Wednesday, January 28, 2009

books we read tonight

I decide to keep a journal of the books I read to Avril.

Tonight on the way home from daycare, we stopped by the library picking up some books. After dinner, we finished reading the following books. Avril and I enjoyed all of them.

What Happens on Wednesdays is a good book for preschool kids, we can really relate to the daily routine, as we were reading this line" mommy read me a book, while daddy unloads the dishwasher' we were laughing to see Michal was unloading the dishwasher.

It might be a little too long for 3-year-old Avril? I will read to her a few more times. I personally like the drawing texture.There are lots of details,Avril and I spend time on each page looking at the shops,dogs on the street ..

Dog and Bear: Two's Company is consist of 3 short stories. I liked it immediately. It is really appropriate for 2-3 year old. Avril can quickly recognize words she knows. I plan to read this book a few more times this week.
I requested a few more books by the same author.

The Chicken of the Family
A cute stories about siblings.The younger one was teased by the old sisters.It is a little complicated for a 3-year-old, maybe when she is 4 or 5 year old, we can read it again?

We read this book twice tonight. once by me, once by Avril with my help. After this book,she remembered 4 to 5 Chinese characters.I shall remember to have her read the same book for the rest of week a few more times.

Sunday, December 7, 2008

A Parents' & Teachers' Guide to Bilingualism

A personal review of A Parents' & Teachers' Guide to Bilingualism, 2nd Edition by Colin Baker. Please note that a new edition is now available.

Review Summary

I recently read A Parents' & Teachers' Guide to Bilingualism, 2nd Edition by Colin Baker. This is a second book I read about bilingualism in children and I overall I liked it. The book contains a lot of information about various aspects of raising bilingual children. However, like pretty much everything I've read about bilingualism, this book suffers from not being objective. It seems that all existing material about bilingualism has an agenda to push: bilingualism is good. This bias made the book annoying to me. Now, don't get me wrong: I am a big supporter of multilingualism. I enjoy learning languages myself and I am doing my best to raise my daughter to be trilingual. I strongly believe that knowing more languages makes your life richer in many ways. But it is irritating to read all those books and articles that brush aside obvious problems that come with multilingualism in the effort to promote it. I started the review by saying that l like this book overall and this is for one reason: it made me think more concretely about what a measure of success in being multilingual is (more about it below).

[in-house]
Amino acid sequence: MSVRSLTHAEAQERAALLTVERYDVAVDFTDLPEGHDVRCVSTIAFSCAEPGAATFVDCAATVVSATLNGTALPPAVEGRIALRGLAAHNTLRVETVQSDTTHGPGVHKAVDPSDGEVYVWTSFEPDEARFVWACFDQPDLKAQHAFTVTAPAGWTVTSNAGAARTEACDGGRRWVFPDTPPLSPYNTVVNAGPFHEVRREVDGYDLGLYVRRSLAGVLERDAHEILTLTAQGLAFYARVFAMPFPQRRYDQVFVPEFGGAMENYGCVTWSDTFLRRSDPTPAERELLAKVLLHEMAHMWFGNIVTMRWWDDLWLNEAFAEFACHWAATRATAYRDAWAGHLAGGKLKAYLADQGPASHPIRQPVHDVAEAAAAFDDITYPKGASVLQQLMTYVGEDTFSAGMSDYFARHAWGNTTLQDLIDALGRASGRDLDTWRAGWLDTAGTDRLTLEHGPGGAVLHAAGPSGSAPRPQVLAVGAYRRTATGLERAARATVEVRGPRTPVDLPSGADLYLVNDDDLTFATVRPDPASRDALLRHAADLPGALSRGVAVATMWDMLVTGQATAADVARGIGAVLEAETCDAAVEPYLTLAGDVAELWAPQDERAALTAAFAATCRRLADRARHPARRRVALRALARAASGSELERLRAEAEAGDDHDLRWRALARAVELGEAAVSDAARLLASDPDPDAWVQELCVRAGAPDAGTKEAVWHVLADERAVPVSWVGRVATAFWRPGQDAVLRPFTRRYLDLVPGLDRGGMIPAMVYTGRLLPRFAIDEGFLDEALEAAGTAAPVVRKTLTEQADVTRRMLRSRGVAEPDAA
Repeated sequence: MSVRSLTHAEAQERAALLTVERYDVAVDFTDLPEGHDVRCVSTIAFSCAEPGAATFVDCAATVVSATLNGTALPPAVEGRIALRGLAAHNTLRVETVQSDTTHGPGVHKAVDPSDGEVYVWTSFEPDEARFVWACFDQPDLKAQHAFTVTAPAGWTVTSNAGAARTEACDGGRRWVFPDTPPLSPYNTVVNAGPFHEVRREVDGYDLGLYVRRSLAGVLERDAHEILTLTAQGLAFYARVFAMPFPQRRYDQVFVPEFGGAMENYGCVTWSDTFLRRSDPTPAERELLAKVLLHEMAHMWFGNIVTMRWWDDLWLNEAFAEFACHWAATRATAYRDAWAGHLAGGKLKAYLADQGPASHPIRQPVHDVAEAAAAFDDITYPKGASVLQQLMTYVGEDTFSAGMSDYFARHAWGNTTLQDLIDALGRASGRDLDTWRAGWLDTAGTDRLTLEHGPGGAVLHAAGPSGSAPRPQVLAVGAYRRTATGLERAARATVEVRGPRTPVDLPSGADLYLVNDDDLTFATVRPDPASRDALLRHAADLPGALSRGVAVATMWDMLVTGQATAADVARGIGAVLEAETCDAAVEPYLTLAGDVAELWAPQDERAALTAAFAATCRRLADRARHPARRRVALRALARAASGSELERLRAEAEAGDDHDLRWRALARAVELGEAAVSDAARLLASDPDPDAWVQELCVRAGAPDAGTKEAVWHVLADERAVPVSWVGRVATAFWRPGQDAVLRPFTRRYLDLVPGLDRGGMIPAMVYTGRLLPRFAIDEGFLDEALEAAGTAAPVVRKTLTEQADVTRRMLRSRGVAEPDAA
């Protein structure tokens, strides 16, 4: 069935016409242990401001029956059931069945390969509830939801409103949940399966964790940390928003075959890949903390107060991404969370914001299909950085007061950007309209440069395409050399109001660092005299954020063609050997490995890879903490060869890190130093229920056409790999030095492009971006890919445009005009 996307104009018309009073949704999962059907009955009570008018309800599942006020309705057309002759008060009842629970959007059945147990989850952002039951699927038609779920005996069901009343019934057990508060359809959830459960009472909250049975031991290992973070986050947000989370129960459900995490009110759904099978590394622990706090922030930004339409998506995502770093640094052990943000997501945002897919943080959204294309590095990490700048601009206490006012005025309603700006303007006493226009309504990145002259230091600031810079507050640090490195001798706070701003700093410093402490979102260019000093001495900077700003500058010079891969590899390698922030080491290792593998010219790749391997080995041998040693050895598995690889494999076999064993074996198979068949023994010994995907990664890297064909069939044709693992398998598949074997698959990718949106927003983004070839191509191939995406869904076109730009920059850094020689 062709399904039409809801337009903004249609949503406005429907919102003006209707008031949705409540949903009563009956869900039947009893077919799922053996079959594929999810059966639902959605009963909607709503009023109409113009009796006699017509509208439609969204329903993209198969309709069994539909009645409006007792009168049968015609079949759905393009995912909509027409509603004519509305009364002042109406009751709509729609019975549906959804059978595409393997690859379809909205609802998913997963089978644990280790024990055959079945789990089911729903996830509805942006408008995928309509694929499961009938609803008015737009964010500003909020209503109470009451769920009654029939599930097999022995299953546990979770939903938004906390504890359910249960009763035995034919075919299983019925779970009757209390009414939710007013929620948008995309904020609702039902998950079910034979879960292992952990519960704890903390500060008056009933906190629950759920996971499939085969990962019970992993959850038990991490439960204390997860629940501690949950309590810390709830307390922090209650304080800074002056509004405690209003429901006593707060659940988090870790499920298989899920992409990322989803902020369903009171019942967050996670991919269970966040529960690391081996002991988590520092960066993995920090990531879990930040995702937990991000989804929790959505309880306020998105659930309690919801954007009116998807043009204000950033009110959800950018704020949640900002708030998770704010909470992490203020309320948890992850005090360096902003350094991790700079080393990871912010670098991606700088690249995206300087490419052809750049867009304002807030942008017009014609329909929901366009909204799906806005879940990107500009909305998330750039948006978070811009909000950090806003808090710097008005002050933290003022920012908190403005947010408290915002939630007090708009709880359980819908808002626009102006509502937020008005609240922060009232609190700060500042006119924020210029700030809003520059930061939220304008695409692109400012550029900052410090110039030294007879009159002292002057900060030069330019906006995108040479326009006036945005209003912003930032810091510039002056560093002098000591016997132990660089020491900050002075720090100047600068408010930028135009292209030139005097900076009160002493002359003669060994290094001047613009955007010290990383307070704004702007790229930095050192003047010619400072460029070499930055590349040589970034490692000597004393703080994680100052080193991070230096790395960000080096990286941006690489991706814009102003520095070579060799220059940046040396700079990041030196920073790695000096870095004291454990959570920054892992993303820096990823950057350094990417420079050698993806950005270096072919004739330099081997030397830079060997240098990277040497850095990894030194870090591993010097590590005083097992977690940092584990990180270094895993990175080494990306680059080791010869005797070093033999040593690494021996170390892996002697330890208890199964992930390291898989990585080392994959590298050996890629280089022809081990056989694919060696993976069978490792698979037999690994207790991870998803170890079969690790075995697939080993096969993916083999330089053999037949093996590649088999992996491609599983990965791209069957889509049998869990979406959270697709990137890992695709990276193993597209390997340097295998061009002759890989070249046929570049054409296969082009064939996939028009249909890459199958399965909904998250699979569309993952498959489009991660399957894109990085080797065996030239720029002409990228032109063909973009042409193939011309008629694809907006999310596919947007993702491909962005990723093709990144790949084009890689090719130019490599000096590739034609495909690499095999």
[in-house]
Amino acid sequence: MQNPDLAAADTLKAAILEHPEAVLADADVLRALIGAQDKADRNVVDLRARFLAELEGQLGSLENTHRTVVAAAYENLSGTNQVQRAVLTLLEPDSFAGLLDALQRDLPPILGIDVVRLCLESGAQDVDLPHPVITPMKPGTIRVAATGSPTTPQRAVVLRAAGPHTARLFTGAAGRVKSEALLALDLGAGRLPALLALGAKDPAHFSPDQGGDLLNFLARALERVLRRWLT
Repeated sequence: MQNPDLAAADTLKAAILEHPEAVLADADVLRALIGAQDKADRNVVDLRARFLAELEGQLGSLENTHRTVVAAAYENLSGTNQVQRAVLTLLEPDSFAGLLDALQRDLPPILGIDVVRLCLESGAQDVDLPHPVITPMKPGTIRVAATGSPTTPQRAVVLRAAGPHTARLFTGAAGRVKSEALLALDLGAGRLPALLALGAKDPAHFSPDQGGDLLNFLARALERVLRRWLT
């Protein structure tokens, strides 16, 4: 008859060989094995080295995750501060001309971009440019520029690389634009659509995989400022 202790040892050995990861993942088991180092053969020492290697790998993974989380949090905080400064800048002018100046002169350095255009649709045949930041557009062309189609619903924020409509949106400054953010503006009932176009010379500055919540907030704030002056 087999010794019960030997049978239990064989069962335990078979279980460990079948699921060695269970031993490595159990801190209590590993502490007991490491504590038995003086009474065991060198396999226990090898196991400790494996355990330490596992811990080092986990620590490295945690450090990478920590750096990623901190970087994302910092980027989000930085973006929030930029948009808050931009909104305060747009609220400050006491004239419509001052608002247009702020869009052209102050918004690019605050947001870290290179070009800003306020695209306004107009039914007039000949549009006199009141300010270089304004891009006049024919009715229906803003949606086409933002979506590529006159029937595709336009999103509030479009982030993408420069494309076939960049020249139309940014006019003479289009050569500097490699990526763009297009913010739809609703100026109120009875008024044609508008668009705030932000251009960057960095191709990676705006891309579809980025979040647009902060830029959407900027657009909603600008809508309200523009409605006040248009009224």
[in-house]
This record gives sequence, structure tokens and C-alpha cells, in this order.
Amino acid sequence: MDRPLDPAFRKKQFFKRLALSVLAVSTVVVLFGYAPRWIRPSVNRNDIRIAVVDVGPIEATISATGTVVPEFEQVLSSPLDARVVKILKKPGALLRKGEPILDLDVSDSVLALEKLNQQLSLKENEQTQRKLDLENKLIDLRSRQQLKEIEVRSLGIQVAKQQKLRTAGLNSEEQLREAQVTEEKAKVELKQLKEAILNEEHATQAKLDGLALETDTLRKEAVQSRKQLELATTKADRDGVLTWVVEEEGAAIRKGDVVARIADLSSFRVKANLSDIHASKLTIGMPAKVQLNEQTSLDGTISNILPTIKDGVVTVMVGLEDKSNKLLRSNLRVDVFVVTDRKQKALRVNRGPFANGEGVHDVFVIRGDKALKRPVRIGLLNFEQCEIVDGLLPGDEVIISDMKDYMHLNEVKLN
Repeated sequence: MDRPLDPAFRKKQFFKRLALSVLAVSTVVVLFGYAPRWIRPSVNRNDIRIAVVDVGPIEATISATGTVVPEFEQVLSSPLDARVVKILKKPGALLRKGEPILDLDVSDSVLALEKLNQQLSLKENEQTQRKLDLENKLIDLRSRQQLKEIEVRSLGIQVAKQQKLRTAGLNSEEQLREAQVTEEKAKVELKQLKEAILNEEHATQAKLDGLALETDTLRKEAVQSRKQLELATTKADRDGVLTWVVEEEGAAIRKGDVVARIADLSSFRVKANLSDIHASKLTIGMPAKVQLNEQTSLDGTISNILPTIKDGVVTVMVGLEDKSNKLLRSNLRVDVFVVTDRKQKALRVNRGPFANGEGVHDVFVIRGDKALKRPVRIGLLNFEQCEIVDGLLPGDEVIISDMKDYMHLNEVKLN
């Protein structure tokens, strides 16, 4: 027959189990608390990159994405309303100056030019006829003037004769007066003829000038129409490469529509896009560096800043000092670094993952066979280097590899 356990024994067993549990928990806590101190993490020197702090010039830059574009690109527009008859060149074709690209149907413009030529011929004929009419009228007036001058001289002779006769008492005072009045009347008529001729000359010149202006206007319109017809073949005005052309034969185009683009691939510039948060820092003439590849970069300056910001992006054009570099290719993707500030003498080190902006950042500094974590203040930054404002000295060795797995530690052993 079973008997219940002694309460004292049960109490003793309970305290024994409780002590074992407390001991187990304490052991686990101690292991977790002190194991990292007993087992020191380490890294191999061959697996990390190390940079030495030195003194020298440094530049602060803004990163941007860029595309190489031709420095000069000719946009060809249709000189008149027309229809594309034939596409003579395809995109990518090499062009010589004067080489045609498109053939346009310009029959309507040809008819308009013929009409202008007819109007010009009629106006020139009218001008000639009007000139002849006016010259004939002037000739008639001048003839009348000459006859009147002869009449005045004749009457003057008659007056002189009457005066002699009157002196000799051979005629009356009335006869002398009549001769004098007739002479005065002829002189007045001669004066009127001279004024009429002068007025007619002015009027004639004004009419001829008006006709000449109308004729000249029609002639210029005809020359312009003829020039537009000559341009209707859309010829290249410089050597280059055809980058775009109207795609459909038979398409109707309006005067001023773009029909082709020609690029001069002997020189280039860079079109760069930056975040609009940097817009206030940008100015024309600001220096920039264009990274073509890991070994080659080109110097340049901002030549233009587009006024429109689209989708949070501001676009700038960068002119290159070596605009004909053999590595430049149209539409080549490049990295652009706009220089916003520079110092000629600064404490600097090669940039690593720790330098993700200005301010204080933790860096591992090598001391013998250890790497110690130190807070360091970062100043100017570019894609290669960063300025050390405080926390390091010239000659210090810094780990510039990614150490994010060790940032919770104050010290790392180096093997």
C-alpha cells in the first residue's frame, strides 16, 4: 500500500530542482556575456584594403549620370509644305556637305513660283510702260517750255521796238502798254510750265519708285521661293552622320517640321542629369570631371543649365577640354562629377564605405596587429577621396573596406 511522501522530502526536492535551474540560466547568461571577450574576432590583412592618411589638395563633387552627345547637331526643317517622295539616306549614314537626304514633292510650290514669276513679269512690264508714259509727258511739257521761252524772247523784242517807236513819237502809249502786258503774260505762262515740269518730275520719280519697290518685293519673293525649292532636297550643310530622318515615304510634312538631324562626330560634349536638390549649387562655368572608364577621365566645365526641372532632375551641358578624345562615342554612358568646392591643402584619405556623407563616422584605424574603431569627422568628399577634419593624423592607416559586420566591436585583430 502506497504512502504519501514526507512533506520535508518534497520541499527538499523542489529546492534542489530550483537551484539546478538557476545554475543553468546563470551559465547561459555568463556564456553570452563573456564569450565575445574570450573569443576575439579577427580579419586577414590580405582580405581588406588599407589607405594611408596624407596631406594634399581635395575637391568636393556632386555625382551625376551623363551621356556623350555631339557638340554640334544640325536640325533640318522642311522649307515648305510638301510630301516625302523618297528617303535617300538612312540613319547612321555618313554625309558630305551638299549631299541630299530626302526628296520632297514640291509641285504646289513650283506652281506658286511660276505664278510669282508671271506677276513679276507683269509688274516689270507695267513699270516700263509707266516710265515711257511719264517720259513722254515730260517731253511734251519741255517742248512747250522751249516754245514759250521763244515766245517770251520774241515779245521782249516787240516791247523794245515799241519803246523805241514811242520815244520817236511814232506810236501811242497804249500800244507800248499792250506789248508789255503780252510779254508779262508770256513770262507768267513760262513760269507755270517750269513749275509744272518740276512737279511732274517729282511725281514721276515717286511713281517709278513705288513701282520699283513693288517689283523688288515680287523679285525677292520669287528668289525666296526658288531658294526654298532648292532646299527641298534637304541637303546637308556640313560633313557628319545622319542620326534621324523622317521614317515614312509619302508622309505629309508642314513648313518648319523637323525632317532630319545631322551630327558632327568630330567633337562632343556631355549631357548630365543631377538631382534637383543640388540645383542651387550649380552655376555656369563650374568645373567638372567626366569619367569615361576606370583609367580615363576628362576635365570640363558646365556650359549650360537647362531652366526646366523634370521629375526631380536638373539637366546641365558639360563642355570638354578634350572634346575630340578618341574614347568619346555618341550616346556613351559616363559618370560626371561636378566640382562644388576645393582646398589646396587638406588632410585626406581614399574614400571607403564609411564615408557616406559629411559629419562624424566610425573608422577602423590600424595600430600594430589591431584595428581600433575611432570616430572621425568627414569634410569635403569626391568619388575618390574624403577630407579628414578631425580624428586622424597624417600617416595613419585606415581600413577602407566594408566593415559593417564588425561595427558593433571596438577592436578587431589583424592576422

The Bias

The basic premise that I have a problem with is repeated throughout the book. Here's one example [from section E26]: "Languages don't exist in balance: the higher the one, the lower the other". This is obviously not true at many levels. Let's first consider pure language competence in the sense of how large one's vocabulary is. We learn language from many sources but for simplicity, let's focus on reading books. There's a finite number of books I can read in a given period of time. Say, I can read 100 books in some amount of time. If I read all 100 in one language, I will acquire a better vocabulary in this language than if I read 50 books in this language and 50 in another. I think that the basic disagreement between me and the author of the book is that he is happy if an individual acquires just a basic command of language you need in your everyday life: to connect with your community, have a conversation with a stranger etc. What we're losing is the extra difference between a person with average competency in a language and someone who truly mastered it. I don't think that the trade-off is always obvious.